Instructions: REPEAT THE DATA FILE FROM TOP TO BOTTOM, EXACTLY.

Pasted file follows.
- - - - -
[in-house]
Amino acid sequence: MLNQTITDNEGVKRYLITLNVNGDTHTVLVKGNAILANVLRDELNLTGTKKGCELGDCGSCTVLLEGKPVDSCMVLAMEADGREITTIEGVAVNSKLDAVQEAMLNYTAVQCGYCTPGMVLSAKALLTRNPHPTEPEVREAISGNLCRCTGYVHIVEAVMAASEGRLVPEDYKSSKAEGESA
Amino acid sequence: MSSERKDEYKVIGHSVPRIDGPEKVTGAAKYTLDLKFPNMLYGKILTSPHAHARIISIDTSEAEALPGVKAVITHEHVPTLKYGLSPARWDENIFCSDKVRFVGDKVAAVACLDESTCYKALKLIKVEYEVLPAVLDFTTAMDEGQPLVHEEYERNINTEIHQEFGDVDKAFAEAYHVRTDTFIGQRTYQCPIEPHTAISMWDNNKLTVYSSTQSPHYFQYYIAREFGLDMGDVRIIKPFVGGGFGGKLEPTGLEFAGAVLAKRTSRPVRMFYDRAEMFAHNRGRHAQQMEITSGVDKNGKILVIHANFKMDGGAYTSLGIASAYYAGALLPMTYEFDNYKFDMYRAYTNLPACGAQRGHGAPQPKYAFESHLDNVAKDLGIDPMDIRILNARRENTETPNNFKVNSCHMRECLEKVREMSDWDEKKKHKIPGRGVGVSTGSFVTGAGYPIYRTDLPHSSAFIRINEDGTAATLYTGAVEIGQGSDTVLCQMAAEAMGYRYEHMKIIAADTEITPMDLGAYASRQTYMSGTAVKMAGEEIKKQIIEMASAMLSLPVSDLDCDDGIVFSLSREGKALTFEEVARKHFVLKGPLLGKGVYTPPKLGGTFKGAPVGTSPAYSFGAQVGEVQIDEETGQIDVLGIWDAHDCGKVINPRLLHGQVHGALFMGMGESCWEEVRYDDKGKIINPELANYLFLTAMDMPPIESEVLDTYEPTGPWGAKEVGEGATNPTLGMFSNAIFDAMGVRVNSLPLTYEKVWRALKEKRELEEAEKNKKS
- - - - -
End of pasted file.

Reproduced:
[in-house]
Amino acid sequence: MLNQTITDNEGVKRYLITLNVNGDTHTVLVKGNAILANVLRDELNLTGTKKGCELGDCGSCTVLLEGKPVDSCMVLAMEADGREITTIEGVAVNSKLDAVQEAMLNYTAVQCGYCTPGMVLSAKALLTRNPHPTEPEVREAISGNLCRCTGYVHIVEAVMAASEGRLVPEDYKSSKAEGESA
Amino acid sequence: MSSERKDEYKVIGHSVPRIDGPEKVTGAAKYTLDLKFPNMLYGKILTSPHAHARIISIDTSEAEALPGVKAVITHEHVPTLKYGLSPARWDENIFCSDKVRFVGDKVAAVACLDESTCYKALKLIKVEYEVLPAVLDFTTAMDEGQPLVHEEYERNINTEIHQEFGDVDKAFAEAYHVRTDTFIGQRTYQCPIEPHTAISMWDNNKLTVYSSTQSPHYFQYYIAREFGLDMGDVRIIKPFVGGGFGGKLEPTGLEFAGAVLAKRTSRPVRMFYDRAEMFAHNRGRHAQQMEITSGVDKNGKILVIHANFKMDGGAYTSLGIASAYYAGALLPMTYEFDNYKFDMYRAYTNLPACGAQRGHGAPQPKYAFESHLDNVAKDLGIDPMDIRILNARRENTETPNNFKVNSCHMRECLEKVREMSDWDEKKKHKIPGRGVGVSTGSFVTGAGYPIYRTDLPHSSAFIRINEDGTAATLYTGAVEIGQGSDTVLCQMAAEAMGYRYEHMKIIAADTEITPMDLGAYASRQTYMSGTAVKMAGEEIKKQIIEMASAMLSLPVSDLDCDDGIVFSLSREGKALTFEEVARKHFVLKGPLLGKGVYTPPKLGGTFKGAPVGTSPAYSFGAQVGEVQIDEETGQIDVLGIWDAHDCGKVINPRLLHGQVHGALFMGMGESCWEEVRYDDKGKIINPELANYLFLTAMDMPPIESEVLDTYEPTGPWGAKEVGEGATNPTLGMFSNAIFDAMGVRVNSLPLTYEKVWRALKEKRELEEAEKNKKS